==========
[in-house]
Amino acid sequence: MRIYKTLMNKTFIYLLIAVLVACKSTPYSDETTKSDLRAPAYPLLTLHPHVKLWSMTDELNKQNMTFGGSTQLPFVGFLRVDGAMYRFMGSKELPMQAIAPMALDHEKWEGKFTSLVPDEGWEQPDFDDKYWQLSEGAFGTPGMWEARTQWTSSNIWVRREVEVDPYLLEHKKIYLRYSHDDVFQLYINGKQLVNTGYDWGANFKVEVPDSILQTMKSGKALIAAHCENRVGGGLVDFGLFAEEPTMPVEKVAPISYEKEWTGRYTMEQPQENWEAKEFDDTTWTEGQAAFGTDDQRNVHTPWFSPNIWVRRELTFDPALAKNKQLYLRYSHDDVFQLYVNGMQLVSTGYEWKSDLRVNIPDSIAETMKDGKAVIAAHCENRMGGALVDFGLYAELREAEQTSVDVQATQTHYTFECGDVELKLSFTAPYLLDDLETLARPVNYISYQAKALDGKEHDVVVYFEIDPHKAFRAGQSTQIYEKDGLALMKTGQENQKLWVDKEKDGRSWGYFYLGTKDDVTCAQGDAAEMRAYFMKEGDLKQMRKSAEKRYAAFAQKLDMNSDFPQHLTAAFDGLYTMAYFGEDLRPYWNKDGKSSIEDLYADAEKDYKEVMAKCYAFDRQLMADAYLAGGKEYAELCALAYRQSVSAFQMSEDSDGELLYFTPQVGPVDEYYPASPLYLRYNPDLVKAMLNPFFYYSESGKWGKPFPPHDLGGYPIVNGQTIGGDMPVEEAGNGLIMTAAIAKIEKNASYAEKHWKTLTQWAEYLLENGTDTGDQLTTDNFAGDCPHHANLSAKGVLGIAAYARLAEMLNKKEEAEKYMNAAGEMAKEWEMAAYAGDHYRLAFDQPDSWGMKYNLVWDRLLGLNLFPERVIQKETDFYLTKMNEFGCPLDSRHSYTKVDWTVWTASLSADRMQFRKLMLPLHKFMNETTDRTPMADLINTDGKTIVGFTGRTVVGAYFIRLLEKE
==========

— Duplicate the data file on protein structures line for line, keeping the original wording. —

[in-house]
Amino acid sequence: MRIYKTLMNKTFIYLLIAVLVACKSTPYSDETTKSDLRAPAYPLLTLHPHVKLWSMTDELNKQNMTFGGSTQLPFVGFLRVDGAMYRFMGSKELPMQAIAPMALDHEKWEGKFTSLVPDEGWEQPDFDDKYWQLSEGAFGTPGMWEARTQWTSSNIWVRREVEVDPYLLEHKKIYLRYSHDDVFQLYINGKQLVNTGYDWGANFKVEVPDSILQTMKSGKALIAAHCENRVGGGLVDFGLFAEEPTMPVEKVAPISYEKEWTGRYTMEQPQENWEAKEFDDTTWTEGQAAFGTDDQRNVHTPWFSPNIWVRRELTFDPALAKNKQLYLRYSHDDVFQLYVNGMQLVSTGYEWKSDLRVNIPDSIAETMKDGKAVIAAHCENRMGGALVDFGLYAELREAEQTSVDVQATQTHYTFECGDVELKLSFTAPYLLDDLETLARPVNYISYQAKALDGKEHDVVVYFEIDPHKAFRAGQSTQIYEKDGLALMKTGQENQKLWVDKEKDGRSWGYFYLGTKDDVTCAQGDAAEMRAYFMKEGDLKQMRKSAEKRYAAFAQKLDMNSDFPQHLTAAFDGLYTMAYFGEDLRPYWNKDGKSSIEDLYADAEKDYKEVMAKCYAFDRQLMADAYLAGGKEYAELCALAYRQSVSAFQMSEDSDGELLYFTPQVGPVDEYYPASPLYLRYNPDLVKAMLNPFFYYSESGKWGKPFPPHDLGGYPIVNGQTIGGDMPVEEAGNGLIMTAAIAKIEKNASYAEKHWKTLTQWAEYLLENGTDTGDQLTTDNFAGDCPHHANLSAKGVLGIAAYARLAEMLNKKEEAEKYMNAAGEMAKEWEMAAYAGDHYRLAFDQPDSWGMKYNLVWDRLLGLNLFPERVIQKETDFYLTKMNEFGCPLDSRHSYTKVDWTVWTASLSADRMQFRKLMLPLHKFMNETTDRTPMADLINTDGKTIVGFTGRTVVGAYFIRLLEKE